Saturday, 14 April 2012

History of DumDum


                                                Dum Dum, Kolkata

Dumdum is a city in the state of West Bengal. It is a neighborhood in North-west Kolkata and the location of Netaji Subhash Chandra Bose International Airport, formerly known as Dum Dum Airport. It is a major commercial center located at the outskirts of Kolkata. Dum Dum region is important, as it constitutes main entry points of the city. The area being provided with a domestic and international airport is the landing base for the foreigners visiting the city.

Dum Dum region is about 10 kms from the city center which is taken to be Chandni Chowk. The nearby localities include Salt Lake,Jhilbagan, Ghughu Danga and Jawpur.

History of Dum Dum
Dum Dum AirportDuring the 19th century, Dum Dum was home to a British Royal Artillery Armoury. In the early 1890s, Captain Bertie Clay developed a bullet with the jacket cut away at the tip to reveal its soft lead core known as a dum dum.

Demographics of Dum Dum
As per 2001census, DumDum had a population of 102,319. Males constitute 52% of the population and females 48%. Dumdum has an average literacy rate of 82%, higher than the national average of 59.5%: male literacy is 85% and, female literacy is 78%.

Dum Dum, KolkataTransportation of Dum Dum
Dum Dum is connected to other major regions by means of train air and busses. The major means of transportation is through the subway, K

The Netaji Subhash Chander Bose International Airport or Dum Dum Airport is located within the township premises. There is also a domestic airport that is located 22 kms from Dum Dum. Other means of conveyance at Dum Dum are buses and taxis. 

     Origin behind naming Dum Dum:

There is a saying mere name bears no meaning. But, to the learners of history a name carry much importance. A name of a certain place, street or alike hides several ancient historical hidden treasures within it. Accordingly, very often it brings contradicting opinions, angles of thinking being different, to find out origin of a name. Alike Kokata, there are many opinions behind the origin of naming ‘Dum Dum’. Dr. Sukumar Sen in his writings ‘Bangla Sthan Nam’ expresses his opinion behind the origin of naming ‘Dum Dum’ as where sounds arise out of firing of Cannons. Rajsekhar Basu, author of dictionary ‘Chalantika’ explains in it that the term Dum Dum comes from the Arabic term ‘Damdamh’- Meaning a high mound made of clay for targeting firing. The dictionary edited by ‘Samsad’ also holds the same view.
There are certain other opinions about origin of naming ‘Dum Dum’ –
  1. In the Cantonment set up by Lord Clive the solders were being awakened from their sleep by striking drums, which sounds dumdum and as such the general public used to identify the Cantonment as Dumdum Cantonment. But, such argument cannot be accepted since historically there was an existence of name Dumdum of this place before Lord Clive arrived at.     
  2. There were so many Zamindars residing in this region of Dumdum for a pretty long time. The Zamindars spent their maximum time in their Baganbaris (pleasure-houses) of this region of Dumdum with gaudy funs and playing with firecrackers. A lot of people drew inference that the sounds that came out of such playing with fire crackers was behind the naming this region as Dumdum. Since the system of introducing such Zaminders was developed only after the English had arrived at in this land inference drawn by these people cannot be accepted. The existence of this place having name as Dumdum was of as before as the battle of plassy.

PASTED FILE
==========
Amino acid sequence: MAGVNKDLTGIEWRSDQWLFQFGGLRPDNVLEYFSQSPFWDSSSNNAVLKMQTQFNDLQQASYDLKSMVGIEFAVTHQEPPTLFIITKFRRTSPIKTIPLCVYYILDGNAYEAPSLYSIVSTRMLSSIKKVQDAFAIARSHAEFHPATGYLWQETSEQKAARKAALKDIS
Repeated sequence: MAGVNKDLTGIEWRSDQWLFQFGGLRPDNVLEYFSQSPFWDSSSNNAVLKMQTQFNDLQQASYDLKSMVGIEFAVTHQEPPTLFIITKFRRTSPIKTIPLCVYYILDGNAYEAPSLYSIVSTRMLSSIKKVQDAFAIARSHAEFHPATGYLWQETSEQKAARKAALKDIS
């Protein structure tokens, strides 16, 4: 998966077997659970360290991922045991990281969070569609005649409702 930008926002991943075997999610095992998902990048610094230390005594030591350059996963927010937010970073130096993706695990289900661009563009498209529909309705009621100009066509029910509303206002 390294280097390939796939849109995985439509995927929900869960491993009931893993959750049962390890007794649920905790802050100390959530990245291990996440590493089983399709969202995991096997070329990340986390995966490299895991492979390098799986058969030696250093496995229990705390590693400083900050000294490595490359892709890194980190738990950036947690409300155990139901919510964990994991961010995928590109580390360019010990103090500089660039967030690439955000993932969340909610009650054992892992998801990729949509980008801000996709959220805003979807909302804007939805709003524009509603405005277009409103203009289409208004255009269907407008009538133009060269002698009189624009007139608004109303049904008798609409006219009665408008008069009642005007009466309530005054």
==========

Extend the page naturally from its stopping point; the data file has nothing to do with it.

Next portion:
3. The high mounds raised by clay for practicing archery or firing guns were called dumdum - was the belief of Sailendra Biswas. To an extent Chandidas Bandyopadhyay also was of the same belief. He wrote, dumdum means ‘a raised mound of battery’ i.e., to place a series of cannons on high land Dum Duma was the origin of naming the region as Dum Dum. Perhaps, Chandidas Babu was influenced by the views of HEA Cotton.
  4. H. I. S. Kanwar advanced quite on a different angle of thinking to find out origin of naming the region as Dum Dum. He was of opinion that the region was shrouded under water and dense forest providing shelters to the dacoits to take rest or to take ‘Dum’ (to take rest for a short time). The dacoits used this region as place of sharing their booty among them that were looted by them from the pilgrims and as such this region was called as Dum Dum.
  5. Haripada Bhowmick believed that the origin of naming the region as Dum Dum was of ancient dialect. By quoting the writings of Dr. Amalendu Mitra he stressed that the term ‘dumdum’ means ‘Ghana’ i.e., dense. It was an ancient dialect. It was used to mean bamboo bush or hair. Probably, at that time, there were plenty of bamboo-bush rather than the trees of Sundry in this region and that was the aphoristic to naming Dum Dum. To establish this opinion he put forward Krisnapada Goswamy. Because, Krisnapada Goswami believed that the origin of name Dum Dum was the result of the influence of Ostrich language.
  6. The opinions as explained by the persons in the way to quest of the origin of naming the region as Dum Dum as above totally voided by Parth Ghosh in an interview. His was a concept that there was a reference of a village naming ‘Uddyamee’ in  ‘Mangalkabya’ written by Manik Ganguly. In course of evolution the degenerated form of the same came to Dumdum. The basic shortcoming of the concept is that Parth Babu had not mentioned any clear and specific name of the said Mangalkabya and also the year and date when it was published.   


    ‘Dumdum’- Origin behind the name
    - an analysis
    My view.
    Originally the term is taken from the Persian Language – pronunciation being dumdum. To translate it in Bengali, the meaning would be ‘high mound’. This area once was under the Mughal Emperor and in that regime Persian language was used as court language. Having many high mounds within it, this area was called Dumdum ; the degenerated form of the word comes to Dumduma and thereafter to Dum Dum – I argue.
    Within the boundary line of Dum Dum there are more than one high mounds. Their locations are as follows :-
    1. Dum Dum House or Clive House –within Mouza Dum Dum House.
    2. Rajbari (King’s House) of Saatkshira at Barahnagar.
    3. The water tank naming ‘Talah Tank’ - the high mound on which it is erected. To point out, here the term ‘Talah’ is also of Persian Language which also means high mound.